Regarding FCC Chairman Julius Genachowski’s recent proposal to create a “Net neutrality” rule covering the broadband Internet, a few comments:

Let’s begin at the beginning: The Internet is not a single system. It’s a multitude of mostly private networks of varying capacity and speeds. True, they share the same basic software protocols but the networks have such fundamental differences (e.g., shared node vs. dedicated line, fiber optic vs. coaxial cable) that using the same label to describe them gives a misleading impression.

Second, there’s a big difference between Internet Protocol (IP) services, which often require end-to-end service over a Virtual Private Network (VPN), and applications run over the public Internet. For example, Net neutrality proponents often talk about how data sent over “the Internet” has always been equal. But VPNs have been offering fee-based services for 20 years that involve expediting data transmission.

This is a key distinction when applied to online video, especially IP television. From an engineering perspective, IP TV data cannot touch the public Internet and maintain quality comparable to cable or satellite. Even if the data spent only part of their transmission outside of the VPN, the quality would be fatally compromised.

That is why data for many time-sensitive applications (IP television, HD video streams) must travel over a dedicated network end-to-end.

That’s also why, from an economic perspective, it is a pretty radical concept for the FCC to consider regulating comparable treatment guarantees for multiple video streams! The Net neutrality concept implies that a competitor should have video service over the public Internet that is comparable to private network speed and quality. With the huge cost to deploy new technology, no ISP could afford to build that kind of a network.

More coming…

Net Neutrality Follies

The New York Times’ recent editorial on Net neutrality sets a new standard for dismaying ignorance about how the Net actually works. It posits that the Verizon-NARAL texting snafu is a reason to support Net neutrality. But that two-year-old issue involved Verizon’s refusal to grant NARAL a short code, which has nothing to do with network operations!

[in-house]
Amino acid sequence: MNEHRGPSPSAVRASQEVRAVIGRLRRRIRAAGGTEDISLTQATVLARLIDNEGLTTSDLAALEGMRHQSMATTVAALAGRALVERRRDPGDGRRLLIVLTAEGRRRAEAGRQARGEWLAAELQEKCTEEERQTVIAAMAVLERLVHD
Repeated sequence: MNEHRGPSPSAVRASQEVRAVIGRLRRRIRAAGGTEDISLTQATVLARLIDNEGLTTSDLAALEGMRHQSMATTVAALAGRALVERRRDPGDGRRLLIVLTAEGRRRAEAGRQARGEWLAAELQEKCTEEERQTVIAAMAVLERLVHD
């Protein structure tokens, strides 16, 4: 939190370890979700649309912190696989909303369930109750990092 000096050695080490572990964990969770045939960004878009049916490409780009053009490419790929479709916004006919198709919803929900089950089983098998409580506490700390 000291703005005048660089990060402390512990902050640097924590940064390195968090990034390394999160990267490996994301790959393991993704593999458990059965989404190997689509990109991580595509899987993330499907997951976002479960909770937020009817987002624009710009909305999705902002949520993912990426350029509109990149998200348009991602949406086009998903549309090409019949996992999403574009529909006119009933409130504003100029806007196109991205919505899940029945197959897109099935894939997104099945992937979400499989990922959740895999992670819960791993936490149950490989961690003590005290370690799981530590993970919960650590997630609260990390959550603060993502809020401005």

The Times’ editorial also suggests that without federal neutrality regulation, “Businesses could slow down or block their competitors’ Web content.” But as Hogan & Hartson’s Christopher Wolf, one of the nation’s premier Internet attorneys, demonstrated in a detailed analysis more than three years ago:

“If the hypothetical fears of those calling for regulated ‘net neutrality’ actually do come to pass in some fashion, there are legal remedies already available under existing laws and legal doctrine.”

These options include unfair competition law, antitrust law, and common law tort theories. Moreover, as the Supreme Court confirmed in its Brand X decision, Title I of the Communications Act of 1934 gives the FCC power to take regulatory action if presented with unfair business tactics by broadband providers.

The Times’ editorial on Net neutrality shows a gross misunderstanding of the law, network operations, and the precarious dynamic of funding for Internet deployment. Other than that, it’s tolerable.

Google’s On2 Something

(Washington, DC) Tech guru Mark Stephens, who writes under the nomme de guerre Robert X. Cringley, just posted a great analysis of Google’s recent purchase of On2, a maker of audio and video compression software. The real issue with Google isn’t hard to figure out. Its server farms stretch from Oregon to North Carolina and form the basis of the company’s move into content delivery. Witness YouTube’s increasing attempts to monetize itself through program ads a la Hulu.

That’s also why the company has kept up the drumbeat in Washington for Net neutrality, which undercuts the development of tomorrow’s Internet and – what a coincidence! – helps to freeze in place Google’s advantage in content delivery networks.

Funny how self-interest can seem so high-minded at times..